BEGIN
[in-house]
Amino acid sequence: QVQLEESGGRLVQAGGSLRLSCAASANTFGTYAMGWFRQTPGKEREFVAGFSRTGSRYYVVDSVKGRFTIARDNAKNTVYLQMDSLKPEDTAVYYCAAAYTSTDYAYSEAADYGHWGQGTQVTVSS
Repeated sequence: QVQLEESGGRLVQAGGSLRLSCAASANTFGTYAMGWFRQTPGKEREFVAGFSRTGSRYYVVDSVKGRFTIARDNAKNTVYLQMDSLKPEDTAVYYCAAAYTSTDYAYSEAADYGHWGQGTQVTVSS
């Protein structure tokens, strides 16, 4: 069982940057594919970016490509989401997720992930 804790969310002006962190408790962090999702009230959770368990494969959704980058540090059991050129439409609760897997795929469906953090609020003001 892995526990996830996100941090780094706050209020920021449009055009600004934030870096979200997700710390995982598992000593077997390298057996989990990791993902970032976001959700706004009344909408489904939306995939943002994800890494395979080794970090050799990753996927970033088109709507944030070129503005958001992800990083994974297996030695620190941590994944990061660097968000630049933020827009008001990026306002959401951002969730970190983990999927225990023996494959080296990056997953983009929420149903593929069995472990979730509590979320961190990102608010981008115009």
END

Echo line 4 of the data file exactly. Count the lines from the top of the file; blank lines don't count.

């Protein structure tokens, strides 16, 4: 069982940057594919970016490509989401997720992930 804790969310002006962190408790962090999702009230959770368990494969959704980058540090059991050129439409609760897997795929469906953090609020003001 892995526990996830996100941090780094706050209020920021449009055009600004934030870096979200997700710390995982598992000593077997390298057996989990990791993902970032976001959700706004009344909408489904939306995939943002994800890494395979080794970090050799990753996927970033088109709507944030070129503005958001992800990083994974297996030695620190941590994944990061660097968000630049933020827009008001990026306002959401951002969730970190983990999927225990023996494959080296990056997953983009929420149903593929069995472990979730509590979320961190990102608010981008115009």